Tenants’ Right to Request Energy Efficiency Improvements

greenhouseFrom today (April 1st), where a tenant requests their landlord’s consent to make energy efficiency improvements, the landlord may not unreasonably refuse consent.

This is part of the drive to make the PRS more energy efficient, and is the precursor to regulations dictating an EPC minimum rating of E for new tenancies (2018) and for all tenancies (2020).

This is a quick guide that covers your new obligations and responsibilities.

No Upfront Costs

Before we go through the request process, it is important to note that landlords are not required to contribute funding for any energy efficiency measures requested by the tenants.

It is the sole responsibility of the tenant making the request to organise funding, and tenants should ensure that suitable funding is available before they make a request.

We successfully lobbied the Government to ensure that there are no upfront costs for landlords. A landlord can choose to fund or part-fund efficiency improvements, but this is entirely at their discretion.

Submitting a Request

Before submitting a request, the tenant must first identify what improvements they want to make (from a list of approved measures) as well as the necessary funding for those improvements. This funding may come from:

  • The Energy Company Obligation (ECO)
  • Central Government or local authority funding, or third party funding such as a grant,
  • A Green Deal Finance Plan (or future equivalent as the Green Deal is currently closed)
  • Tenant funding where they pay the upfront costs themselves (either fully or in combination with another source of funding above).

A tenants’ request for improvements is not valid without these two things.

Once/if these have been identified, then the request must be made to the landlord in writing with the relevant information.

Responding to a Request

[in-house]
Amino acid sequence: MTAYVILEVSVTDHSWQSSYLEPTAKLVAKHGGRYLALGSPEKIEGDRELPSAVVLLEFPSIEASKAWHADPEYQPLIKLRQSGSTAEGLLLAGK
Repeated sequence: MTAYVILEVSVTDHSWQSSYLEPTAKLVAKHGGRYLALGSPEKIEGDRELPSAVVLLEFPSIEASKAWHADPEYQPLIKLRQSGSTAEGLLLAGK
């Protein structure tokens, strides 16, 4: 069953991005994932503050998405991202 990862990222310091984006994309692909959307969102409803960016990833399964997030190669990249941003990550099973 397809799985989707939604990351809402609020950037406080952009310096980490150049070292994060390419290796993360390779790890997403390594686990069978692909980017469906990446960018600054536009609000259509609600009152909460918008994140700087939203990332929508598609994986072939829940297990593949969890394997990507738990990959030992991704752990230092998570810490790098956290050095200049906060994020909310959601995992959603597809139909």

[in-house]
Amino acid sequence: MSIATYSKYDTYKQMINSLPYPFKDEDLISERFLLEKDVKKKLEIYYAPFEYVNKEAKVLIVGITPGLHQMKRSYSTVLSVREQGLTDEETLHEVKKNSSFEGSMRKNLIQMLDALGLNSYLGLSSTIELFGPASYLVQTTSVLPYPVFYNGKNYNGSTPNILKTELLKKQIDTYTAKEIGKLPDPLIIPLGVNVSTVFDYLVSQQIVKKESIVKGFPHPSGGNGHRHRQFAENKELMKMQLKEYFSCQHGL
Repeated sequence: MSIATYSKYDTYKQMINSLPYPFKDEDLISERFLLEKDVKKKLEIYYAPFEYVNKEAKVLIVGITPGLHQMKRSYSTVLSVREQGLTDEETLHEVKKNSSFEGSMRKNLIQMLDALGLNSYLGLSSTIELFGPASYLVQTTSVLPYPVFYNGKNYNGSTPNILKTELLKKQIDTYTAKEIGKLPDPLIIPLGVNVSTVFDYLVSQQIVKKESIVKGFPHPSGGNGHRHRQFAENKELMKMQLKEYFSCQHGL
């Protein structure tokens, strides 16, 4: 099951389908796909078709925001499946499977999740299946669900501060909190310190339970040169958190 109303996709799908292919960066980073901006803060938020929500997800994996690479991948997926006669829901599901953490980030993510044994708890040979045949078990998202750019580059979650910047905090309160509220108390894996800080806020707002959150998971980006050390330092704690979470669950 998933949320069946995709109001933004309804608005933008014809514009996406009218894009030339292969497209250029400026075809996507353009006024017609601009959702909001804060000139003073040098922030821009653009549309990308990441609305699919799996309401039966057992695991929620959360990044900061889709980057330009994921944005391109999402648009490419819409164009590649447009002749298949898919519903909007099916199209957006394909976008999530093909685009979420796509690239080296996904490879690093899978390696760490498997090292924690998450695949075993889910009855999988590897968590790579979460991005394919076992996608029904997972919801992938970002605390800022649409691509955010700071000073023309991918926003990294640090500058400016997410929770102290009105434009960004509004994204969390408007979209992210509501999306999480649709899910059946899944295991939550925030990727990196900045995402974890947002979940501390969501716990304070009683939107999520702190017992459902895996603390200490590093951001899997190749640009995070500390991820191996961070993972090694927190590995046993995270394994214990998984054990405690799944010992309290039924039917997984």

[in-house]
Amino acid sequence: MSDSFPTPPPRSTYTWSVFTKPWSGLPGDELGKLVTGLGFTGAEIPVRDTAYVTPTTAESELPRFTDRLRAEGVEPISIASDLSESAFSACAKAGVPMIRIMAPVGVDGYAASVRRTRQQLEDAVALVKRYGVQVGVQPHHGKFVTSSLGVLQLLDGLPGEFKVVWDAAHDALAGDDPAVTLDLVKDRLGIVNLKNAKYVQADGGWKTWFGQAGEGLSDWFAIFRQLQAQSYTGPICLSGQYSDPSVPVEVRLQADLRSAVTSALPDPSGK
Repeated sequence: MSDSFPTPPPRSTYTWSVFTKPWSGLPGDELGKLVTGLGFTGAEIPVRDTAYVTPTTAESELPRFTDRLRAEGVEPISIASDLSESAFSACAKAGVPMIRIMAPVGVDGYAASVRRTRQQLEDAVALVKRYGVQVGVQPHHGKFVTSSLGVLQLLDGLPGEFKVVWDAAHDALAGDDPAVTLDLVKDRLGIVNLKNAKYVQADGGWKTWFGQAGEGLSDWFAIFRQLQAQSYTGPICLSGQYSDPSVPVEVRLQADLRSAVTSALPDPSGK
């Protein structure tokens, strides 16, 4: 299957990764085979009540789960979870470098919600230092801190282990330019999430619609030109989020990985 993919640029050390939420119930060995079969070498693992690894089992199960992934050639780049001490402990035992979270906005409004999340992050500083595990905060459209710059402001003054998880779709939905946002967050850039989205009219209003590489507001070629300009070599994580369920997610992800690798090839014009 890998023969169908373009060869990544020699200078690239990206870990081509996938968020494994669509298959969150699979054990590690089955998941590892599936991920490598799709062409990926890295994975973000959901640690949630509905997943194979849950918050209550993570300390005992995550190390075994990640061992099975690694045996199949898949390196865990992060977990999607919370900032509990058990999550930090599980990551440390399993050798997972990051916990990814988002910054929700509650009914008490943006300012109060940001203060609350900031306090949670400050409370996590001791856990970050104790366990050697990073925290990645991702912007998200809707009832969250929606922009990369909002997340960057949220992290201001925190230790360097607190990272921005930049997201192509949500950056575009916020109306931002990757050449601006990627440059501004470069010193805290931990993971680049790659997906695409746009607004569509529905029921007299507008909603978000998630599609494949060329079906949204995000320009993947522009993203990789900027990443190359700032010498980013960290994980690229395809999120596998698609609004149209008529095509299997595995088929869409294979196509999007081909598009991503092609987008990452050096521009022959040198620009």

First, you should check that the request is a valid one (as described above). You must respond in writing within one month, either confirming your consent to some/all of the measures requested or providing reasons for your refusal.

You may also offer a counter-proposal to the tenant regarding energy efficiency improvements, but an initial response to the tenants’ request must still be given in writing within a month and it must state that you intend to provide a counter proposal.

You will be under a statutory duty not to “unreasonably refuse consent”, so if the request is valid there are only certain grounds on which consent can be refused:

  • Previous request from any tenant in same property within the last six months that has been dealt with
  • Relevant HHSRS notice on the property
  • Expert advises improvement may damage fabric or structure of the property (for wall insulation request only)
  • Tenant refused consent for same improvements within the last six months
  • Third party consent is required for the requested improvements but this consent cannot be obtained (e.g. planning permission or consent from mortgage lender)
  • The improvements will result in a reduction of the market value of the property of more than 5%

After Refusal

If you have a refused consent for some or all of the tenants’ requested improvements, it is then up to the tenant to consider your response.

If they are not content with your response and believe you have unreasonably refused consent then the tenant can apply for the First-Tier Tribunal to consider the application.

The Tribunal can then decide that the landlord must give consent, or rejects the tenants appeal.

Full detailed guidance is available here.

5 thoughts on “Tenants’ Right to Request Energy Efficiency Improvements

  1. Dwellings range from Medieval Hall Houses (or earlier) to the latest concrete creations,many of which technically do not fit within the parameters of the generically created models of the Energy Performance Certificates. Energy Performance Certificates are not based on individual heat loss calculations to a specific building

    For example; cavity wall filling can be detrimental. Unseen water “bridging” etc..Overloading roofs with photo voltic panels. Disturbing ground water tables with geothermal heat exchangers. There is a company, who operate on a no win no fee basis to remove the offending material.

    What safe guards are there for the landlords property in these circumstances. Landlords cannot always be cognizant of the technicalities to call in a surveyor at their expense.

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